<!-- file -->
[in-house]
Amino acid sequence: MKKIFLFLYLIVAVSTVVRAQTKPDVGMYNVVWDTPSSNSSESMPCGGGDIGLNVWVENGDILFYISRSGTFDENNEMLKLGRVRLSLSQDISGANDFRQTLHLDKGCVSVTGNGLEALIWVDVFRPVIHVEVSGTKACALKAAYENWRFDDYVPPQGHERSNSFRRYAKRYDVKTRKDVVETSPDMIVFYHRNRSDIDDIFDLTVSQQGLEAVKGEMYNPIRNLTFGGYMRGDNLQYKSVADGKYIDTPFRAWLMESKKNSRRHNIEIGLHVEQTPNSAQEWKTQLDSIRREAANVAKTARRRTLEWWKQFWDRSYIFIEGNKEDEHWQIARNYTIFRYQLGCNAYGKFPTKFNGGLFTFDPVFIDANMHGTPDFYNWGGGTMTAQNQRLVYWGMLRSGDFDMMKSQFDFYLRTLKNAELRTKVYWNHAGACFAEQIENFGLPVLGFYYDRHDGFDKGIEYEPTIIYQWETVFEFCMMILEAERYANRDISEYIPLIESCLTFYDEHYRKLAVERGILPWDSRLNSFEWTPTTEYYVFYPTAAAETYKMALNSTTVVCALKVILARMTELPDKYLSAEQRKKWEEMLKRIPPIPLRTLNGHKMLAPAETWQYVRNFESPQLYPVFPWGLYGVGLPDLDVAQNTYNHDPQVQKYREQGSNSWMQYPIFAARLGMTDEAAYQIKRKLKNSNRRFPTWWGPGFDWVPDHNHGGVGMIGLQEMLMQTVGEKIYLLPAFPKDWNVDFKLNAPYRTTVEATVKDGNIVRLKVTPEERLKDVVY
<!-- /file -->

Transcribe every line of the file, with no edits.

[in-house]
Amino acid sequence: MKKIFLFLYLIVAVSTVVRAQTKPDVGMYNVVWDTPSSNSSESMPCGGGDIGLNVWVENGDILFYISRSGTFDENNEMLKLGRVRLSLSQDISGANDFRQTLHLDKGCVSVTGNGLEALIWVDVFRPVIHVEVSGTKACALKAAYENWRFDDYVPPQGHERSNSFRRYAKRYDVKTRKDVVETSPDMIVFYHRNRSDIDDIFDLTVSQQGLEAVKGEMYNPIRNLTFGGYMRGDNLQYKSVADGKYIDTPFRAWLMESKKNSRRHNIEIGLHVEQTPNSAQEWKTQLDSIRREAANVAKTARRRTLEWWKQFWDRSYIFIEGNKEDEHWQIARNYTIFRYQLGCNAYGKFPTKFNGGLFTFDPVFIDANMHGTPDFYNWGGGTMTAQNQRLVYWGMLRSGDFDMMKSQFDFYLRTLKNAELRTKVYWNHAGACFAEQIENFGLPVLGFYYDRHDGFDKGIEYEPTIIYQWETVFEFCMMILEAERYANRDISEYIPLIESCLTFYDEHYRKLAVERGILPWDSRLNSFEWTPTTEYYVFYPTAAAETYKMALNSTTVVCALKVILARMTELPDKYLSAEQRKKWEEMLKRIPPIPLRTLNGHKMLAPAETWQYVRNFESPQLYPVFPWGLYGVGLPDLDVAQNTYNHDPQVQKYREQGSNSWMQYPIFAARLGMTDEAAYQIKRKLKNSNRRFPTWWGPGFDWVPDHNHGGVGMIGLQEMLMQTVGEKIYLLPAFPKDWNVDFKLNAPYRTTVEATVKDGNIVRLKVTPEERLKDVVY